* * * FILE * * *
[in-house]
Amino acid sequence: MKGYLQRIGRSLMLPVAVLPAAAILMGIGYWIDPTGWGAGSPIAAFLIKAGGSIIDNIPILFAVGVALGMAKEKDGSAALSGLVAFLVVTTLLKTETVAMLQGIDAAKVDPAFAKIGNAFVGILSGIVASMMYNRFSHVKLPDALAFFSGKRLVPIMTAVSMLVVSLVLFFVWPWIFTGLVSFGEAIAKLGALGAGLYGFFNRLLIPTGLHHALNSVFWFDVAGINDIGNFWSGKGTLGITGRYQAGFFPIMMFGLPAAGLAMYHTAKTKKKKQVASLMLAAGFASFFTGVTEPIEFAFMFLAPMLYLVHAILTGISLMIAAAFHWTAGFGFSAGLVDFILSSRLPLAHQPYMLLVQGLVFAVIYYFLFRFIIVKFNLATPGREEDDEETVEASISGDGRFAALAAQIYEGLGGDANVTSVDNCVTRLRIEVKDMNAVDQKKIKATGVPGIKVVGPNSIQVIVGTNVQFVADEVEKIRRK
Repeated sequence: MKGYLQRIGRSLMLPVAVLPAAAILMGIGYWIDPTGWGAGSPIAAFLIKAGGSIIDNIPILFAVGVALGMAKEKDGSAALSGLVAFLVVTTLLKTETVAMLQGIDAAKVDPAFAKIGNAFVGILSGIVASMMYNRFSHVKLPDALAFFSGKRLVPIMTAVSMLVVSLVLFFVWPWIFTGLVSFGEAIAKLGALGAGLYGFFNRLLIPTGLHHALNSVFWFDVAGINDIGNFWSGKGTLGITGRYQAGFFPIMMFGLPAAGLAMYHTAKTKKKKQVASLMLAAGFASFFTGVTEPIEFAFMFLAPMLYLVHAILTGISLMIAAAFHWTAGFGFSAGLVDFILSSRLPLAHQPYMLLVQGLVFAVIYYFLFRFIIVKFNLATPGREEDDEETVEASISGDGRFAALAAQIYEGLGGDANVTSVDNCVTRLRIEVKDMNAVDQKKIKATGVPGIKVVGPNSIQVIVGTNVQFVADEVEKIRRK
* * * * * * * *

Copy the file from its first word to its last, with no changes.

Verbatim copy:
[in-house]
Amino acid sequence: MKGYLQRIGRSLMLPVAVLPAAAILMGIGYWIDPTGWGAGSPIAAFLIKAGGSIIDNIPILFAVGVALGMAKEKDGSAALSGLVAFLVVTTLLKTETVAMLQGIDAAKVDPAFAKIGNAFVGILSGIVASMMYNRFSHVKLPDALAFFSGKRLVPIMTAVSMLVVSLVLFFVWPWIFTGLVSFGEAIAKLGALGAGLYGFFNRLLIPTGLHHALNSVFWFDVAGINDIGNFWSGKGTLGITGRYQAGFFPIMMFGLPAAGLAMYHTAKTKKKKQVASLMLAAGFASFFTGVTEPIEFAFMFLAPMLYLVHAILTGISLMIAAAFHWTAGFGFSAGLVDFILSSRLPLAHQPYMLLVQGLVFAVIYYFLFRFIIVKFNLATPGREEDDEETVEASISGDGRFAALAAQIYEGLGGDANVTSVDNCVTRLRIEVKDMNAVDQKKIKATGVPGIKVVGPNSIQVIVGTNVQFVADEVEKIRRK
Repeated sequence: MKGYLQRIGRSLMLPVAVLPAAAILMGIGYWIDPTGWGAGSPIAAFLIKAGGSIIDNIPILFAVGVALGMAKEKDGSAALSGLVAFLVVTTLLKTETVAMLQGIDAAKVDPAFAKIGNAFVGILSGIVASMMYNRFSHVKLPDALAFFSGKRLVPIMTAVSMLVVSLVLFFVWPWIFTGLVSFGEAIAKLGALGAGLYGFFNRLLIPTGLHHALNSVFWFDVAGINDIGNFWSGKGTLGITGRYQAGFFPIMMFGLPAAGLAMYHTAKTKKKKQVASLMLAAGFASFFTGVTEPIEFAFMFLAPMLYLVHAILTGISLMIAAAFHWTAGFGFSAGLVDFILSSRLPLAHQPYMLLVQGLVFAVIYYFLFRFIIVKFNLATPGREEDDEETVEASISGDGRFAALAAQIYEGLGGDANVTSVDNCVTRLRIEVKDMNAVDQKKIKATGVPGIKVVGPNSIQVIVGTNVQFVADEVEKIRRK